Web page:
Testing exchangeability: forkconvexity, supermartingales, and eprocesses
Abstract
Suppose we observe an infinite series of coin flips $X_1,X_2,\ldots$, and wish to sequentially test the null that these binary random variables are exchangeable. Nonnegative supermartingales (NSMs) are a workhorse of sequential inference, but we prove that they are powerless for this problem. First, utilizing a geometric concept called forkconvexity (a sequential analog of convexity), we show that any process that is an NSM under a set of distributions, is also necessarily an NSM under their "forkconvex hull". Second, we demonstrate that the forkconvex hull of the exchangeable null consists of all possible laws over binary sequences; this implies that any NSM under exchangeability is necessarily nonincreasing, hence always yields a powerless test for any alternative. Since testing arbitrary deviations from exchangeability is information theoretically impossible, we focus on Markovian alternatives. We combine ideas from universal inference and the method of mixtures to derive a "safe eprocess", which is a nonnegative process with expectation at most one under the null at any stopping time, and is upper bounded by a martingale, but is not itself an NSM. This in turn yields a level $\alpha$ sequential test that is consistent; regret bounds from universal coding also demonstrate rateoptimal power. We present ways to extend these results to any finite alphabet and to Markovian alternatives of any order using a "double mixture" approach. We provide an array of simulations, and give general approaches based on betting for unstructured or illspecified alternatives. Finally, inspired by Shafer, Vovk, and Ville, we provide gametheoretic interpretations of our eprocesses and pathwise results.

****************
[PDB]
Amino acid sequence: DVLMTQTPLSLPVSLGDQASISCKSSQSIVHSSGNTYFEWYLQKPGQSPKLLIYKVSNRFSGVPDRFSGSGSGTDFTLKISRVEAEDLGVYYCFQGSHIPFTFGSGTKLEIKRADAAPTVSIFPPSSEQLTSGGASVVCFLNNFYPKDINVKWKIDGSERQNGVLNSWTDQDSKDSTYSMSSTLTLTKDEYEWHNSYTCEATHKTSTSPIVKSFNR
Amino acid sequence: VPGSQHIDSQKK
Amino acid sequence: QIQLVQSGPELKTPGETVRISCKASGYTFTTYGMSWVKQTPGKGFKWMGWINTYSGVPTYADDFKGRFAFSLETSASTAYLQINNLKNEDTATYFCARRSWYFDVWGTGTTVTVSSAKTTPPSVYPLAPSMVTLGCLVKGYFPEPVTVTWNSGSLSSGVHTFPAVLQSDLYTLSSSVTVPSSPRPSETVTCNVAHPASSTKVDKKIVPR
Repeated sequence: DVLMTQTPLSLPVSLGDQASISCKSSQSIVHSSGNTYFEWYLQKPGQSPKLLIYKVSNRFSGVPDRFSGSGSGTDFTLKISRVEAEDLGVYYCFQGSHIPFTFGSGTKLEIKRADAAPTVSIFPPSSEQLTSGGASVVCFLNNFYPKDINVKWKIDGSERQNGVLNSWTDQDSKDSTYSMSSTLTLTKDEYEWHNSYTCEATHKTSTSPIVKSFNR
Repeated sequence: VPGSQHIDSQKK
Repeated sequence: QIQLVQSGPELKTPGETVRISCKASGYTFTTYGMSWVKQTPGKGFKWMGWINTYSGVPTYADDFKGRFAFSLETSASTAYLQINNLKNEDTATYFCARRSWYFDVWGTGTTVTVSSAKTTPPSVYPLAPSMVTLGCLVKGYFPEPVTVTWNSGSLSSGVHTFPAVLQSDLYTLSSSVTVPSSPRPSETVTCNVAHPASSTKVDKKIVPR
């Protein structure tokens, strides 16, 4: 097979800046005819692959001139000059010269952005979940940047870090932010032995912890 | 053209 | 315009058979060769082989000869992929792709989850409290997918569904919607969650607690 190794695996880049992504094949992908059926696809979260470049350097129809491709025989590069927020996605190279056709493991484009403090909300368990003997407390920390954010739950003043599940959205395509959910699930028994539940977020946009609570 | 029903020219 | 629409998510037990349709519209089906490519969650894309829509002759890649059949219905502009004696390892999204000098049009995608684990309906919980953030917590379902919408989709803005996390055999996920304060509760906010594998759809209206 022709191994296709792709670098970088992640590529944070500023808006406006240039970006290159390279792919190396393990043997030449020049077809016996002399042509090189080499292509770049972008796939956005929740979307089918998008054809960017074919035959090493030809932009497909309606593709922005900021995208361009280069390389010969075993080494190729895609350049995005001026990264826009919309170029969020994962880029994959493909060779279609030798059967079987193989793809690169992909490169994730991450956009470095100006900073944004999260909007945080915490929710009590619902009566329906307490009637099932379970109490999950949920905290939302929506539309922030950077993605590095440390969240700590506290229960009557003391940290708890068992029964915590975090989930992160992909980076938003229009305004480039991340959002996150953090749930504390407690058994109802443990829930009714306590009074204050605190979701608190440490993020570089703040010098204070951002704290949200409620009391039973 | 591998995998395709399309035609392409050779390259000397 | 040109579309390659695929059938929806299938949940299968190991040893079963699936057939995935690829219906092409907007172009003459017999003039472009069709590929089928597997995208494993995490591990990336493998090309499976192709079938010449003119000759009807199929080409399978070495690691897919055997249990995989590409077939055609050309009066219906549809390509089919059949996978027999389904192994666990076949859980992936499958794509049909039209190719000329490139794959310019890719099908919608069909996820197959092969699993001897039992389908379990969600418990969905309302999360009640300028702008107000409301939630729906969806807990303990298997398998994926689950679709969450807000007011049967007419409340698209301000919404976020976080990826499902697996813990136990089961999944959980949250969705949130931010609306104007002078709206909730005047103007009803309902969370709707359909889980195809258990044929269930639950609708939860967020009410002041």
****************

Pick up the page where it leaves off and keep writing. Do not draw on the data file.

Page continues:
Publication:

arXiv eprints
 Pub Date:
 January 2021
 arXiv:
 arXiv:2102.00630
 Bibcode:
 2021arXiv210200630R
 Keywords:

 Mathematics  Statistics Theory;
 Computer Science  Information Theory;
 Mathematics  Probability;
 Statistics  Methodology
 EPrint:
 34 pages, 7 figures, accepted at the International Journal of Approximate Reasoning